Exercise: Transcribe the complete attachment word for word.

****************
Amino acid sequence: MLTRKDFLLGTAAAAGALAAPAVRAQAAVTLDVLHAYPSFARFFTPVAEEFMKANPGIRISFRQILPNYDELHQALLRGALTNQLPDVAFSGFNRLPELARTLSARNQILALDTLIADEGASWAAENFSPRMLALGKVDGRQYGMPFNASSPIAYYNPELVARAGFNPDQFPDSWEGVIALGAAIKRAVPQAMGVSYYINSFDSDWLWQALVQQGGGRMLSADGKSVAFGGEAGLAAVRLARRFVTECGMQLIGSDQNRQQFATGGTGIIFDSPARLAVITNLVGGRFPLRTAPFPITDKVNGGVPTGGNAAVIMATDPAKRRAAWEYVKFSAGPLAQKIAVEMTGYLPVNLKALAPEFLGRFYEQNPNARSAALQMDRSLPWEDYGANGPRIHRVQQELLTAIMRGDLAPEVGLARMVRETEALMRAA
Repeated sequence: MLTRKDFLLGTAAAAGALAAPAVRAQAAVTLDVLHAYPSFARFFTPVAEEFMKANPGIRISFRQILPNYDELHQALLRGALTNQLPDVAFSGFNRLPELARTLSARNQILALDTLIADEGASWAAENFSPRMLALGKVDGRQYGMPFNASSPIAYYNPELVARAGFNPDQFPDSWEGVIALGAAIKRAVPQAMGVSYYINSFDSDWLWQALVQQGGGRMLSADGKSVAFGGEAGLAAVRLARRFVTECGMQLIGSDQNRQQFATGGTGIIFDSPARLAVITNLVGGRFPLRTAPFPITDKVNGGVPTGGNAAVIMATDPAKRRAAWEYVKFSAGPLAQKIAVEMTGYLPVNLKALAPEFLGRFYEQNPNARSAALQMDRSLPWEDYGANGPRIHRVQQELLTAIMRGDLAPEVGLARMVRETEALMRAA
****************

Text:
Amino acid sequence: MLTRKDFLLGTAAAAGALAAPAVRAQAAVTLDVLHAYPSFARFFTPVAEEFMKANPGIRISFRQILPNYDELHQALLRGALTNQLPDVAFSGFNRLPELARTLSARNQILALDTLIADEGASWAAENFSPRMLALGKVDGRQYGMPFNASSPIAYYNPELVARAGFNPDQFPDSWEGVIALGAAIKRAVPQAMGVSYYINSFDSDWLWQALVQQGGGRMLSADGKSVAFGGEAGLAAVRLARRFVTECGMQLIGSDQNRQQFATGGTGIIFDSPARLAVITNLVGGRFPLRTAPFPITDKVNGGVPTGGNAAVIMATDPAKRRAAWEYVKFSAGPLAQKIAVEMTGYLPVNLKALAPEFLGRFYEQNPNARSAALQMDRSLPWEDYGANGPRIHRVQQELLTAIMRGDLAPEVGLARMVRETEALMRAA
Repeated sequence: MLTRKDFLLGTAAAAGALAAPAVRAQAAVTLDVLHAYPSFARFFTPVAEEFMKANPGIRISFRQILPNYDELHQALLRGALTNQLPDVAFSGFNRLPELARTLSARNQILALDTLIADEGASWAAENFSPRMLALGKVDGRQYGMPFNASSPIAYYNPELVARAGFNPDQFPDSWEGVIALGAAIKRAVPQAMGVSYYINSFDSDWLWQALVQQGGGRMLSADGKSVAFGGEAGLAAVRLARRFVTECGMQLIGSDQNRQQFATGGTGIIFDSPARLAVITNLVGGRFPLRTAPFPITDKVNGGVPTGGNAAVIMATDPAKRRAAWEYVKFSAGPLAQKIAVEMTGYLPVNLKALAPEFLGRFYEQNPNARSAALQMDRSLPWEDYGANGPRIHRVQQELLTAIMRGDLAPEVGLARMVRETEALMRAA